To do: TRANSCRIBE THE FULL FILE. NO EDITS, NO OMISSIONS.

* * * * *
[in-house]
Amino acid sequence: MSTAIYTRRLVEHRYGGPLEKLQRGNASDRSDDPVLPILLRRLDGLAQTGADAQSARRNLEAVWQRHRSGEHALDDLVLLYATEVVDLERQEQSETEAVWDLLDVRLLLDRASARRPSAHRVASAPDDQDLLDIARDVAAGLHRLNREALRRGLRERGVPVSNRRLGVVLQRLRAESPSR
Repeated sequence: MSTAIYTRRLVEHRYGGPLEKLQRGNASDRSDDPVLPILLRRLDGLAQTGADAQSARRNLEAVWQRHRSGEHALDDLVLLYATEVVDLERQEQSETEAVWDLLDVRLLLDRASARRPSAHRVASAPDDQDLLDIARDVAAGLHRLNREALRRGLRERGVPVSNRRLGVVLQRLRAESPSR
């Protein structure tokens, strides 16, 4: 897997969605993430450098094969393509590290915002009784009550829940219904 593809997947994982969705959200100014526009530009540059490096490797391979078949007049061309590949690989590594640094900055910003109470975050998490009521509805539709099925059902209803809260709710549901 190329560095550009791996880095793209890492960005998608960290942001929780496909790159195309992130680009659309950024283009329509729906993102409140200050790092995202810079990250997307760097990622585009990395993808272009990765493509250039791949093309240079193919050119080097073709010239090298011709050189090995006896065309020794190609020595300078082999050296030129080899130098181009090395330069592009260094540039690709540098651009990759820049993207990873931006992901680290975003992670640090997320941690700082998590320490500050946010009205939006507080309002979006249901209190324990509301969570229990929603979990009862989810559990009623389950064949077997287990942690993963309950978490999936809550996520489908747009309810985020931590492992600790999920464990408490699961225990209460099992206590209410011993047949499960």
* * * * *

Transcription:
[in-house]
Amino acid sequence: MSTAIYTRRLVEHRYGGPLEKLQRGNASDRSDDPVLPILLRRLDGLAQTGADAQSARRNLEAVWQRHRSGEHALDDLVLLYATEVVDLERQEQSETEAVWDLLDVRLLLDRASARRPSAHRVASAPDDQDLLDIARDVAAGLHRLNREALRRGLRERGVPVSNRRLGVVLQRLRAESPSR
Repeated sequence: MSTAIYTRRLVEHRYGGPLEKLQRGNASDRSDDPVLPILLRRLDGLAQTGADAQSARRNLEAVWQRHRSGEHALDDLVLLYATEVVDLERQEQSETEAVWDLLDVRLLLDRASARRPSAHRVASAPDDQDLLDIARDVAAGLHRLNREALRRGLRERGVPVSNRRLGVVLQRLRAESPSR
């Protein structure tokens, strides 16, 4: 897997969605993430450098094969393509590290915002009784009550829940219904 593809997947994982969705959200100014526009530009540059490096490797391979078949007049061309590949690989590594640094900055910003109470975050998490009521509805539709099925059902209803809260709710549901 190329560095550009791996880095793209890492960005998608960290942001929780496909790159195309992130680009659309950024283009329509729906993102409140200050790092995202810079990250997307760097990622585009990395993808272009990765493509250039791949093309240079193919050119080097073709010239090298011709050189090995006896065309020794190609020595300078082999050296030129080899130098181009090395330069592009260094540039690709540098651009990759820049993207990873931006992901680290975003992670640090997320941690700082998590320490500050946010009205939006507080309002979006249901209190324990509301969570229990929603979990009862989810559990009623389950064949077997287990942690993963309950978490999936809550996520489908747009309810985020931590492992600790999920464990408490699961225990209460099992206590209410011993047949499960």